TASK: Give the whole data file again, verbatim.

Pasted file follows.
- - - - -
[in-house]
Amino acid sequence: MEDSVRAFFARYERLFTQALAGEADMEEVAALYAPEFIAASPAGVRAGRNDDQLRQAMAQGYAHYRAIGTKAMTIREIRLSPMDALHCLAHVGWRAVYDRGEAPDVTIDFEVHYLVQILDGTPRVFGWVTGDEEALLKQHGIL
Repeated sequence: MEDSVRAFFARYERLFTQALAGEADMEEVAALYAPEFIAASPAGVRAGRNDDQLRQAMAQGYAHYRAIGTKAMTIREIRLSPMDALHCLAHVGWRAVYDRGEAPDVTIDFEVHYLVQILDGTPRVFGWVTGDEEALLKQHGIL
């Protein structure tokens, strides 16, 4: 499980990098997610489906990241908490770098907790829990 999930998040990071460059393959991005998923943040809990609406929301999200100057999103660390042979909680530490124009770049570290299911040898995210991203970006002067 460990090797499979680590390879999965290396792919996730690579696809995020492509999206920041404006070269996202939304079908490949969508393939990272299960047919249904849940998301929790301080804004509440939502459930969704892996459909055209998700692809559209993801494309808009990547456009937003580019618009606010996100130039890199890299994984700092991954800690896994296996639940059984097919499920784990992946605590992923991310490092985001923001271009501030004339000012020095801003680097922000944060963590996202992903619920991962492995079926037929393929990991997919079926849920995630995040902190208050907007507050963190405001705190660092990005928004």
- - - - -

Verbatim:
[in-house]
Amino acid sequence: MEDSVRAFFARYERLFTQALAGEADMEEVAALYAPEFIAASPAGVRAGRNDDQLRQAMAQGYAHYRAIGTKAMTIREIRLSPMDALHCLAHVGWRAVYDRGEAPDVTIDFEVHYLVQILDGTPRVFGWVTGDEEALLKQHGIL
Repeated sequence: MEDSVRAFFARYERLFTQALAGEADMEEVAALYAPEFIAASPAGVRAGRNDDQLRQAMAQGYAHYRAIGTKAMTIREIRLSPMDALHCLAHVGWRAVYDRGEAPDVTIDFEVHYLVQILDGTPRVFGWVTGDEEALLKQHGIL
């Protein structure tokens, strides 16, 4: 499980990098997610489906990241908490770098907790829990 999930998040990071460059393959991005998923943040809990609406929301999200100057999103660390042979909680530490124009770049570290299911040898995210991203970006002067 460990090797499979680590390879999965290396792919996730690579696809995020492509999206920041404006070269996202939304079908490949969508393939990272299960047919249904849940998301929790301080804004509440939502459930969704892996459909055209998700692809559209993801494309808009990547456009937003580019618009606010996100130039890199890299994984700092991954800690896994296996639940059984097919499920784990992946605590992923991310490092985001923001271009501030004339000012020095801003680097922000944060963590996202992903619920991962492995079926037929393929990991997919079926849920995630995040902190208050907007507050963190405001705190660092990005928004």